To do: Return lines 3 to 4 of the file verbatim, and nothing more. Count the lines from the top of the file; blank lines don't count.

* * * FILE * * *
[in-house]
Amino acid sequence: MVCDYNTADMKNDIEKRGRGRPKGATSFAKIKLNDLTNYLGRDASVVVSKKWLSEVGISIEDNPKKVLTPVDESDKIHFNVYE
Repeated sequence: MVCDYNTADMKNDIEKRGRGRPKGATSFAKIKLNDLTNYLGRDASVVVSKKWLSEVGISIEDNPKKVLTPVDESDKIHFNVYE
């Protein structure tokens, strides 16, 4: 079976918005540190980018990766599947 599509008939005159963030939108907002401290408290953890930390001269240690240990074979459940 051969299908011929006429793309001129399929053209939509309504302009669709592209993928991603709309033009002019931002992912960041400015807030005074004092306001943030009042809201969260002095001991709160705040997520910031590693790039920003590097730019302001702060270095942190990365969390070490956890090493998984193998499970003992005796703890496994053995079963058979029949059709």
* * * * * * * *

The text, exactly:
Repeated sequence: MVCDYNTADMKNDIEKRGRGRPKGATSFAKIKLNDLTNYLGRDASVVVSKKWLSEVGISIEDNPKKVLTPVDESDKIHFNVYE
């Protein structure tokens, strides 16, 4: 079976918005540190980018990766599947 599509008939005159963030939108907002401290408290953890930390001269240690240990074979459940 051969299908011929006429793309001129399929053209939509309504302009669709592209993928991603709309033009002019931002992912960041400015807030005074004092306001943030009042809201969260002095001991709160705040997520910031590693790039920003590097730019302001702060270095942190990365969390070490956890090493998984193998499970003992005796703890496994053995079963058979029949059709």